# Properties characterized by a vanishing Ext or Tor module

While reading Weibel's "An introduction to homological algebra'', I've noticed that many properties of a module are characterized by the vanishing of some Tor or Ext. Fix a (commutative) ring $R$ and let $\textrm{Mod}_R$ denote the category of $R$-modules, then 2 easy examples of this phenomenon are given below.

$\bullet$ A module $B \in \textrm{Mod}_R$ is flat iff $\textrm{Tor}_1^R(A,B) = 0$ for all $A \in \textrm{Mod}_R$.

$\bullet$ The projective dimension of $A \in \textrm{Mod}_R$ is $\leq d$ iff $\textrm{Ext}_{R}^{d+1}(A,B) = 0$ for all $B \in \textrm{Mod}_R$ (there are analogous statements for flat/injective dimensions).

What other properties of modules can be characterized in this way? Is there a broader 'theme' dictating when these characterizations arise?

Edit: if the given condition can be interpreted as saying something about the geometry of $\textrm{Spec }(R)$, I'd be very interested in hearing it!

## 3 Answers

Some more examples:

1. You can sometimes also restrict the class of test-modules: For example, by Baer's criterion, a left $R$-module $M$ is injective if and only if $\text{Ext}^1_R(R/I,M)=0$ for all left ideals $I\lhd R$.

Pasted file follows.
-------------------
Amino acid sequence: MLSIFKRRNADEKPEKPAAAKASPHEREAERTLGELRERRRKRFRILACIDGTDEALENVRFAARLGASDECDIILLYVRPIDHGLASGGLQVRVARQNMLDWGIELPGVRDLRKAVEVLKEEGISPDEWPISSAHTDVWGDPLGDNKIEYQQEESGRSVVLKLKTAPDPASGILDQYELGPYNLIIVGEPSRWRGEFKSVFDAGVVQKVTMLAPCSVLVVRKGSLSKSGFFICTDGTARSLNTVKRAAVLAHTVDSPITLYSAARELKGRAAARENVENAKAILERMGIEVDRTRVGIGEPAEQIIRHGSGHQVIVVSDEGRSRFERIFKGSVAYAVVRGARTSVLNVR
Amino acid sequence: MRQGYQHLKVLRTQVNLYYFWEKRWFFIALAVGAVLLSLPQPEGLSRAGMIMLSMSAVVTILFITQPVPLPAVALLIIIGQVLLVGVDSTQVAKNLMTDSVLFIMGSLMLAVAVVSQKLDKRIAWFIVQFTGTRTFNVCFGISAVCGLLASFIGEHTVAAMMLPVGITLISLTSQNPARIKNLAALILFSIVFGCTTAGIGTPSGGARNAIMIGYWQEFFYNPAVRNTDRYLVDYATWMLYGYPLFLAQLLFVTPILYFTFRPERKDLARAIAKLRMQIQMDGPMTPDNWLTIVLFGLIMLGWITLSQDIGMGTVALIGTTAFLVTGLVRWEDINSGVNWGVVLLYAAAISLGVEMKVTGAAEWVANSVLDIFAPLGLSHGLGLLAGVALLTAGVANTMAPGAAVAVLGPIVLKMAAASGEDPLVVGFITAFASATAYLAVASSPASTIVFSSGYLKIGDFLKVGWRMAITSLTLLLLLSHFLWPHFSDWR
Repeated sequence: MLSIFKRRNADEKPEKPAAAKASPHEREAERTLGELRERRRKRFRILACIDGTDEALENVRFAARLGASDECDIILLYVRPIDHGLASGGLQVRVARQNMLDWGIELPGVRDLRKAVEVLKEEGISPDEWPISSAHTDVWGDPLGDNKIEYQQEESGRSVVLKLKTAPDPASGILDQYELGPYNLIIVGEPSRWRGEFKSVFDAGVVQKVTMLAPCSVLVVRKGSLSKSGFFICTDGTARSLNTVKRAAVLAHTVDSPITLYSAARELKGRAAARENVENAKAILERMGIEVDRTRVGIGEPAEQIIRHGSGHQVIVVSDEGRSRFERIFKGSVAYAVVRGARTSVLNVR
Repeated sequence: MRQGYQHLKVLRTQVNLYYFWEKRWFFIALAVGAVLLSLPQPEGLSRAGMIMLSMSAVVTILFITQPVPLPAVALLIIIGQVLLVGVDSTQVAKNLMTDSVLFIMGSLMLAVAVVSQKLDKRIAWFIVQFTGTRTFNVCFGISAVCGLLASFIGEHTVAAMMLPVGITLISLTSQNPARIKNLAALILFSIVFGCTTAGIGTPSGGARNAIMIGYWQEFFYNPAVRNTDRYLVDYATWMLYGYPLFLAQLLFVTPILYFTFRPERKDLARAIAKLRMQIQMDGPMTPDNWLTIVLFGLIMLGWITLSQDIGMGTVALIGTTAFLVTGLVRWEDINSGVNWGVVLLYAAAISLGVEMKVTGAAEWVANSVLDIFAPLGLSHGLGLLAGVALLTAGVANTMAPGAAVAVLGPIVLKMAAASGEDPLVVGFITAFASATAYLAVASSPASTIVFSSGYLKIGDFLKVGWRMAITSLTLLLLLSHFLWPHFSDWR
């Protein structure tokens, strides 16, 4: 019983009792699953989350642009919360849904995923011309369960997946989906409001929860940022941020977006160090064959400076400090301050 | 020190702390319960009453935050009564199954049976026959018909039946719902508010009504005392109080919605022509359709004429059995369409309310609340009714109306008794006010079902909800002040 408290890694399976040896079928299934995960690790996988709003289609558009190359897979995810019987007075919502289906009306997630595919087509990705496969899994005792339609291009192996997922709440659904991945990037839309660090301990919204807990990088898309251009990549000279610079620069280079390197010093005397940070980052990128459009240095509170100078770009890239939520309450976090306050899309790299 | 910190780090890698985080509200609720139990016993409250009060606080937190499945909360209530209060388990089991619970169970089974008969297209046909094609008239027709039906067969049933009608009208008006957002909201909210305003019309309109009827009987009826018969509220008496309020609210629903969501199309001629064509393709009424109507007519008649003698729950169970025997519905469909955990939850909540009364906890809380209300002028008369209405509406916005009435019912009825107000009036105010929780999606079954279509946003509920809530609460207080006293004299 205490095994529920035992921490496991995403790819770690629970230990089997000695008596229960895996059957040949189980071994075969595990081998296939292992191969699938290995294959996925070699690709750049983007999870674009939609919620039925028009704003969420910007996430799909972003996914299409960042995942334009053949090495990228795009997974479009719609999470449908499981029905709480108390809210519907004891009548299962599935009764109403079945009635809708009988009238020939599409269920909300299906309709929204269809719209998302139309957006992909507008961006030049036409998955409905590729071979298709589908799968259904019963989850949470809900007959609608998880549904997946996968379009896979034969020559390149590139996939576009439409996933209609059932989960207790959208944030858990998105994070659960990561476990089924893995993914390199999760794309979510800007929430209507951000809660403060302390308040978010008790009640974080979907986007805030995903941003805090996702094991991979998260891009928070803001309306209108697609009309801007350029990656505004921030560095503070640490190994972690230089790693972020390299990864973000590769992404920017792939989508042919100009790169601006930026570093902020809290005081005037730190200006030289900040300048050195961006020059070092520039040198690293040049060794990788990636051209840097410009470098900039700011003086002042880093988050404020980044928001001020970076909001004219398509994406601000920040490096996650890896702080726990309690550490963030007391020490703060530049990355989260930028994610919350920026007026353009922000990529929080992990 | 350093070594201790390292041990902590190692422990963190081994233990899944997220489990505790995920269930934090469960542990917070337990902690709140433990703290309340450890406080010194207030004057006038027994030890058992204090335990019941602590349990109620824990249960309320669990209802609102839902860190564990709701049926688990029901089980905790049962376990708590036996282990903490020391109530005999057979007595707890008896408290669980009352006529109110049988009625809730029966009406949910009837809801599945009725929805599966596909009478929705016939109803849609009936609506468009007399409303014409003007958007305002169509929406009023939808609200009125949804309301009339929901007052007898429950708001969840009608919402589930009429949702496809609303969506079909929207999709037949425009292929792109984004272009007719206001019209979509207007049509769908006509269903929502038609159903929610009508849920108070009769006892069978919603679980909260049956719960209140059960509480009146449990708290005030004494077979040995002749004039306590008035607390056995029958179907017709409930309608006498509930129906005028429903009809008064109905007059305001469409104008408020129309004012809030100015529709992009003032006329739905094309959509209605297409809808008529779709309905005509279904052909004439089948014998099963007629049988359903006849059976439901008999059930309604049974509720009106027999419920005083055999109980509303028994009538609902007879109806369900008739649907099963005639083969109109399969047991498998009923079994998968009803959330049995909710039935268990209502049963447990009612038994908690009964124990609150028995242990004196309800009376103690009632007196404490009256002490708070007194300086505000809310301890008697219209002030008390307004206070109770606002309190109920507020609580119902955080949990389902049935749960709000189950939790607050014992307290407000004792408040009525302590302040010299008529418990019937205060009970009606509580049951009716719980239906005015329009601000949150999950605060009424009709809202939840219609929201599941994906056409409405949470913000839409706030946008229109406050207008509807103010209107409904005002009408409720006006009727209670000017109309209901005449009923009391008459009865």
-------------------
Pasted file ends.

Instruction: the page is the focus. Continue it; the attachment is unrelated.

It interesting to note, however, that this is not possible for projective modules: It was shown by Trlifaj that it is consistent with $\textsf{ZFC+GCH}$ that no non-perfect ring has a 'test-module for projectivity'. This is due to the high asymmetry in the properties of module categories, or more generally Grothendieck categories: filtered colimits are required to be exact, but there's no similar requirement for limits.

As a famous example, the Whitehead problem asks whether ${\mathbb Z}$ is a test-module for projectivity over ${\mathbb Z}$.

2. Over a Noetherian local ring $(R,{\mathfrak m})$ with residue field $k := R/{\mathfrak m}$, you can often restrict to considering $\text{Ext}$ or $\text{Tor}$ groups of an $R$-module with $k$. For example: the projective/flat dimension of a finitely generated $R$-module $M$ is the largest $n\geq 0$ such that $\text{Ext}^n_R(M,k)\neq 0$, and also the largest $n\geq 0$ such that $\text{Tor}_n^R(M,k)\neq 0$. Similarly, the injective dimension is the largest $n\geq 0$ such that $\text{Ext}^n_R(k,M)\neq 0$, and the depth is the smallest $n\geq 0$ such that $\text{Ext}^n_R(k,M)\neq 0$.

3. Many classes arise as the left- or right-orthogonal with respect to $\text{Ext}^1_R$ of another class. They are studied under the name of cotorsion pairs: A cotorsion pair is a pair $({\mathcal C},{\mathcal D})$ of classes of $R$-modules, say, such that ${\mathcal C} = {^{\perp}}{\mathcal D}$ and ${\mathcal D}={\mathcal C}^{\perp}$, where $(-)^{\perp}$ and ${^{\perp}}(-)$ denote right- and left-orthogonal with respect to $\text{Ext}^1_R$, respectively.

Here are some more specific examples from representation theory.

I will take examples from representations of reductive algebraic groups, but most of this generalizes to for example complex semisimple Lie algebras.

So let $G$ be a reductive algebraic group over the algebraically closed field $k$ and let $B$ be a fixed Borel subgroup.